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Here's 2 news items that bring us closer to Artificial Intelligence

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posted on Nov, 3 2014 @ 08:50 AM
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a reply to: ZetaRediculian

Is there a Psychopathy API from Microsoft yet?

A computer (and an AI) is a tool. If the tool is capable of "evil" and suddenly wants, as the OP fears, "destroy mankind", then the one who built the tool did something very wrong, and spent ALOT of effort for the tool to become so evil. And since computers cannot become evil on their own since they are simply tools, then the blame should not go on AIs, but on the programmer, and his sinister intents.


edit on 3-11-2014 by swanne because: (no reason given)




posted on Nov, 3 2014 @ 09:01 AM
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a reply to: swanne

That brings into question the entire method by which an AI would learn, and experience the world. Since it's "genetics" are programmed, only it's environment and experiences are the primary reasons for personal growth on the machine.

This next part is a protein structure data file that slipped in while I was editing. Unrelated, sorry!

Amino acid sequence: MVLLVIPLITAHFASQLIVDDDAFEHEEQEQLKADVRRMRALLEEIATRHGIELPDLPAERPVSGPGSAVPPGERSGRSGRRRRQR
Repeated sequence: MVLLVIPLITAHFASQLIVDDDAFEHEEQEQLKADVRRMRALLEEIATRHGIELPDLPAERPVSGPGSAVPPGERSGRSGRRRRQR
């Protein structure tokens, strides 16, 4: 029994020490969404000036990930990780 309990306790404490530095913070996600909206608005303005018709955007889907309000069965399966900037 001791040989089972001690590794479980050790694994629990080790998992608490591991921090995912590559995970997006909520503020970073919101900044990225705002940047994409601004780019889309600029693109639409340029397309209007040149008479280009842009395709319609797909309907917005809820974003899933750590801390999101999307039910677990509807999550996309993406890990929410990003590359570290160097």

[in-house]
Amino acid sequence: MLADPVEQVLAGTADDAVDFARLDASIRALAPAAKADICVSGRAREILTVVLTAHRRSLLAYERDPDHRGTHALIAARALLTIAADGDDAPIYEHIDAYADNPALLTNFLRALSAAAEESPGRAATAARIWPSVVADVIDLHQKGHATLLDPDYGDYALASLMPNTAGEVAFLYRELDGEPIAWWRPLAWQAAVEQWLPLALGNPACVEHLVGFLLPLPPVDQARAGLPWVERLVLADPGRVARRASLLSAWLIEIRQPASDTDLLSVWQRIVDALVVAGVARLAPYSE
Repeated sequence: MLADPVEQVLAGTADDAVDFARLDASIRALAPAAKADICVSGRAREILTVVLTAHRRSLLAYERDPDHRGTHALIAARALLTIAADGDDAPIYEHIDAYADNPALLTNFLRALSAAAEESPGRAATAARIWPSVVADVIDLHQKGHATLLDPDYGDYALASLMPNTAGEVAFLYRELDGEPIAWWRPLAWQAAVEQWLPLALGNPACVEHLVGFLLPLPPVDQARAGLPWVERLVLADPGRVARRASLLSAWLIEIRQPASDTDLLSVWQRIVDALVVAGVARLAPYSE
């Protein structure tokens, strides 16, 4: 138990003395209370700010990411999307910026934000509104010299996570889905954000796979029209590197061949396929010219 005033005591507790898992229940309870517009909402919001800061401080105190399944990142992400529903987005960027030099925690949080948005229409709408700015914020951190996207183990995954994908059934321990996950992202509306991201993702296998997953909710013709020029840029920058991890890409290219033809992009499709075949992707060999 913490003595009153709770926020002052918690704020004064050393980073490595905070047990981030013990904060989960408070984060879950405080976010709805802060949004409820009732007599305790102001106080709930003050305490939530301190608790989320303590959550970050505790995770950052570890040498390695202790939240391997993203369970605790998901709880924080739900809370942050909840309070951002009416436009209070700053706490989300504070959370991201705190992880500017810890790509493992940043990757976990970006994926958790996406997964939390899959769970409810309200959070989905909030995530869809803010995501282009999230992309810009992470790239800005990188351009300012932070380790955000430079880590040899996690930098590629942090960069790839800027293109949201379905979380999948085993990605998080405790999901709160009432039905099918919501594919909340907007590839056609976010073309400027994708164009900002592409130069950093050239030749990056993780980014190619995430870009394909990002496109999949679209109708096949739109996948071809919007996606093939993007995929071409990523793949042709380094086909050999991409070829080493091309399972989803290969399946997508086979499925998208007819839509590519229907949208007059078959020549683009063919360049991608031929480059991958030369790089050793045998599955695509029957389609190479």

The programmer can only do so much to try to make his/her creation safe. But like a child, an abused and/or neglected AI that was otherwise programmed to do "good" might take a different path based it's experiences.



posted on Nov, 3 2014 @ 09:18 AM
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a reply to: ScientificRailgun

Perhaps, but there is a huge difference between a computer, which is nothing more than a fancy search engine, and an actual child who can experience pride, remorses, fear. The human brain is still a mystery to us, and pretend that a child's mind is even remotely comparable to a computer's search engine is an absolute scientism fantasy.



posted on Nov, 3 2014 @ 09:25 AM
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originally posted by: swanne
a reply to: ZetaRediculian
Is there a Psychopathy API from Microsoft yet?

not that I know of.



A computer (and an AI) is a tool. If the tool is capable of "evil" and suddenly wants, as the OP fears, "destroy mankind", then the one who built the tool did something very wrong, and spent ALOT of effort for the tool to become so evil. And since computers cannot become evil on their own since they are simply tools, then the blame should not go on AIs, but on the programmer, and his sinister intents.


Could be just a buggy program. Perhaps a surge took out the the Microsoft morality servers.

you can't program "evil" or morality. Are computer viruses evil? But, yes, the programmer is to blame for everything.

I am responsible for my kids and my dog so why not my AI
edit on 3-11-2014 by ZetaRediculian because: (no reason given)